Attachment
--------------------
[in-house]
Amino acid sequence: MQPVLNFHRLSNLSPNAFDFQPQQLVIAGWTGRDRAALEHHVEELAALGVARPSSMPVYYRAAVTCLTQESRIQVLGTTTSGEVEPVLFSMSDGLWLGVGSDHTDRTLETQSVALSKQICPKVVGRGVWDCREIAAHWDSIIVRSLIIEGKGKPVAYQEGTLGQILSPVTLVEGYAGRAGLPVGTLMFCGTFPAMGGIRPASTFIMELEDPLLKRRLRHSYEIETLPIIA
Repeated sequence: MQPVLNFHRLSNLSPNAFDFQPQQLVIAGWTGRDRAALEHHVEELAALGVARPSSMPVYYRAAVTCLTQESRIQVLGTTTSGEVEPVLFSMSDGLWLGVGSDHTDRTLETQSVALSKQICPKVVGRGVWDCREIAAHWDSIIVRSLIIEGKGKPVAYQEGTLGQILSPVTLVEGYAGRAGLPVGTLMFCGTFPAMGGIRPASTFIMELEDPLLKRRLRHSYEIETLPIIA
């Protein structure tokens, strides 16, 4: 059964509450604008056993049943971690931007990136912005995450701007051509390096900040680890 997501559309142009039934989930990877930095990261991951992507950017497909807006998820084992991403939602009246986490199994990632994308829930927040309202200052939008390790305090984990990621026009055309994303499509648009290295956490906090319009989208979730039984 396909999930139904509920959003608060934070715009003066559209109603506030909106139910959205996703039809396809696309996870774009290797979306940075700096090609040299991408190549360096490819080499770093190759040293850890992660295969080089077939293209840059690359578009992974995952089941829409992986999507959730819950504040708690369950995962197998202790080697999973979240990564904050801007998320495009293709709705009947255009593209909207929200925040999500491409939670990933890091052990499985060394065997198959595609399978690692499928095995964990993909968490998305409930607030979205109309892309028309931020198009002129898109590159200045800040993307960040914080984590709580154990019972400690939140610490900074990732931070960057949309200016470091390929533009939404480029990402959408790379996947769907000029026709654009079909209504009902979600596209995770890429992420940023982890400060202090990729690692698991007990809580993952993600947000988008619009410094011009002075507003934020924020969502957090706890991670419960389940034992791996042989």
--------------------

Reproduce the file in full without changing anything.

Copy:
[in-house]
Amino acid sequence: MQPVLNFHRLSNLSPNAFDFQPQQLVIAGWTGRDRAALEHHVEELAALGVARPSSMPVYYRAAVTCLTQESRIQVLGTTTSGEVEPVLFSMSDGLWLGVGSDHTDRTLETQSVALSKQICPKVVGRGVWDCREIAAHWDSIIVRSLIIEGKGKPVAYQEGTLGQILSPVTLVEGYAGRAGLPVGTLMFCGTFPAMGGIRPASTFIMELEDPLLKRRLRHSYEIETLPIIA
Repeated sequence: MQPVLNFHRLSNLSPNAFDFQPQQLVIAGWTGRDRAALEHHVEELAALGVARPSSMPVYYRAAVTCLTQESRIQVLGTTTSGEVEPVLFSMSDGLWLGVGSDHTDRTLETQSVALSKQICPKVVGRGVWDCREIAAHWDSIIVRSLIIEGKGKPVAYQEGTLGQILSPVTLVEGYAGRAGLPVGTLMFCGTFPAMGGIRPASTFIMELEDPLLKRRLRHSYEIETLPIIA
């Protein structure tokens, strides 16, 4: 059964509450604008056993049943971690931007990136912005995450701007051509390096900040680890 997501559309142009039934989930990877930095990261991951992507950017497909807006998820084992991403939602009246986490199994990632994308829930927040309202200052939008390790305090984990990621026009055309994303499509648009290295956490906090319009989208979730039984 396909999930139904509920959003608060934070715009003066559209109603506030909106139910959205996703039809396809696309996870774009290797979306940075700096090609040299991408190549360096490819080499770093190759040293850890992660295969080089077939293209840059690359578009992974995952089941829409992986999507959730819950504040708690369950995962197998202790080697999973979240990564904050801007998320495009293709709705009947255009593209909207929200925040999500491409939670990933890091052990499985060394065997198959595609399978690692499928095995964990993909968490998305409930607030979205109309892309028309931020198009002129898109590159200045800040993307960040914080984590709580154990019972400690939140610490900074990732931070960057949309200016470091390929533009939404480029990402959408790379996947769907000029026709654009079909209504009902979600596209995770890429992420940023982890400060202090990729690692698991007990809580993952993600947000988008619009410094011009002075507003934020924020969502957090706890991670419960389940034992791996042989």